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The Strathprints institutional repository is a digital archive of University of Strathclyde's Open Access research outputs. Strathprints provides access to thousands of Open Access research papers by Strathclyde researchers, including by researchers from the Physical Activity for Health Group based within the School of Psychological Sciences & Health. Research here seeks to better understand how and why physical activity improves health, gain a better understanding of the amount, intensity, and type of physical activity needed for health benefits, and evaluate the effect of interventions to promote physical activity.

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Evaluation of the implementation of a local treatment guideline in secondary prevention post-myocardial infarction

Reid, F. and Fossland, B. and Flapan, A.D. and Duckelmann, C.C. and Hudson, S.A. (2001) Evaluation of the implementation of a local treatment guideline in secondary prevention post-myocardial infarction. Pharmacy World and Science, 23 (5). pp. 177-178. ISSN 0928-1231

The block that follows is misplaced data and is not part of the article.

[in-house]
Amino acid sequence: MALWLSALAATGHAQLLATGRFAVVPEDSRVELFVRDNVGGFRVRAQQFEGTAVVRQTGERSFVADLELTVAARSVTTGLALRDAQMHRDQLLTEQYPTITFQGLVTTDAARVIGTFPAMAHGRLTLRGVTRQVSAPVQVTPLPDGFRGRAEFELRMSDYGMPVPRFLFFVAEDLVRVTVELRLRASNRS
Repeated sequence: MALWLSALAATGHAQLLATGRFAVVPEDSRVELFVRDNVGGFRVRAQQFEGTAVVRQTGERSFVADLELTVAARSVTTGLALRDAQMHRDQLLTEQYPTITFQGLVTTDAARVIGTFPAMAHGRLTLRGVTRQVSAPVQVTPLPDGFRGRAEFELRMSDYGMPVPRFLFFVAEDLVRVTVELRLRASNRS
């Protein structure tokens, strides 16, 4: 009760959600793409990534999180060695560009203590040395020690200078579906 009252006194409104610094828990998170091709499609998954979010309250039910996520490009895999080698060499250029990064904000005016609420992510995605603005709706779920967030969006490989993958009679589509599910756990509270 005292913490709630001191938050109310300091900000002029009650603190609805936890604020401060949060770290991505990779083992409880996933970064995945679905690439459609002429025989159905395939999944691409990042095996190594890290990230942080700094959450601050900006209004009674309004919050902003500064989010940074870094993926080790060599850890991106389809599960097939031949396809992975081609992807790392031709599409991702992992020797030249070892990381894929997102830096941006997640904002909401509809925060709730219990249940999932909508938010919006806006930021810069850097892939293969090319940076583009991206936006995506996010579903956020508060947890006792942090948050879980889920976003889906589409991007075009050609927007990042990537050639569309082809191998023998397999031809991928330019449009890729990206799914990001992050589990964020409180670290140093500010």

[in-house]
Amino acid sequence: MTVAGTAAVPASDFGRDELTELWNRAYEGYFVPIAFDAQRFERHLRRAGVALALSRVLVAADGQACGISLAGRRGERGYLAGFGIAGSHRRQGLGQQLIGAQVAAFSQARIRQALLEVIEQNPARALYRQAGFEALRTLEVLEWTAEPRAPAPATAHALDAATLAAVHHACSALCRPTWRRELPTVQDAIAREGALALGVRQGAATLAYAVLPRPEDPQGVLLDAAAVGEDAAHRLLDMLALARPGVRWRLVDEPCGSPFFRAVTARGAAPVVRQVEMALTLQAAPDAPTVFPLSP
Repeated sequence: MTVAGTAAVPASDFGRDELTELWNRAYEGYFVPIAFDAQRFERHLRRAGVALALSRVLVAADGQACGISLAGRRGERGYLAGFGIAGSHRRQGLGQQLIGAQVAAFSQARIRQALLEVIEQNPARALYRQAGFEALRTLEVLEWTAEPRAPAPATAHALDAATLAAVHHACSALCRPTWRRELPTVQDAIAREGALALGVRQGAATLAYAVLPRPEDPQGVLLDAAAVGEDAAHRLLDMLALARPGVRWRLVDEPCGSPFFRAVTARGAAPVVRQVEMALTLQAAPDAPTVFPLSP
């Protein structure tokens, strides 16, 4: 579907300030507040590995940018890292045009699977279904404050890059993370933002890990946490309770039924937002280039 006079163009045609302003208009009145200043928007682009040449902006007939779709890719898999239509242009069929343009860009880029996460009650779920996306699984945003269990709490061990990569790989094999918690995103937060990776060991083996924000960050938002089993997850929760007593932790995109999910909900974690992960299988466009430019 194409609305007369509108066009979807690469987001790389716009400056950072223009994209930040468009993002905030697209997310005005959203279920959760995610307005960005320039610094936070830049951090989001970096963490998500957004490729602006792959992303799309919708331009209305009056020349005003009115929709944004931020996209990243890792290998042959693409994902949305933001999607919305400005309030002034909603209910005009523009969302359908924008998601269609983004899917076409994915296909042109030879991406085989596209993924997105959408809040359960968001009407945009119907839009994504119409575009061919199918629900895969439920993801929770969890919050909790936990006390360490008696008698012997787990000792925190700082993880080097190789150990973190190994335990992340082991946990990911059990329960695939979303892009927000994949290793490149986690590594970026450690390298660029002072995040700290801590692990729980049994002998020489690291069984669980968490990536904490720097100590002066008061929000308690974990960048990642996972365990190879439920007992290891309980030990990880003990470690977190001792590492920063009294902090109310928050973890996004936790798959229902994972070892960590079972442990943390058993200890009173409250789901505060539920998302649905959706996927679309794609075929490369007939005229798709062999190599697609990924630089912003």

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Abstract

The objectives of this study were to validate and implement an audit tool to assess quality and appropriateness of prescribing and to compare inpatient prescribing of secondary prevention in post myocardial infarction patients before and after introduction of a local treatment guideline. The methodology involved a descriptive, non-experimental retrospective case note review comparing patients treated before and after the implementation of a clinical guideline. The analysis of Group1 patients showed that 41% required treatment with an angiotensin converting enzyme inhibitor (ACE-I), and 23% of those did not receive treatment, 20% of patients on ACE-I received sub-therapeutic doses. Seventy-two per cent of patients required treatment with a statin and 22% of those did not receive a statin. Comparison of the treatment of Group 2 showed that, of 53 patients (50% of Group 2) requiring an ACE-I, 100% received it, although 15% received sub-therapeutic doses. Of 69 patients (64% of Group 2) requiring treatment with a statin 96% were prescribed a statin. Improvements in prescribing of β-Blockers, ACE-I and statins were statistically significant. The study found that prescribing improved significantly for β-Blockers, ACE-I and statins after guideline introduction with anticipated benefits to patient outcomes.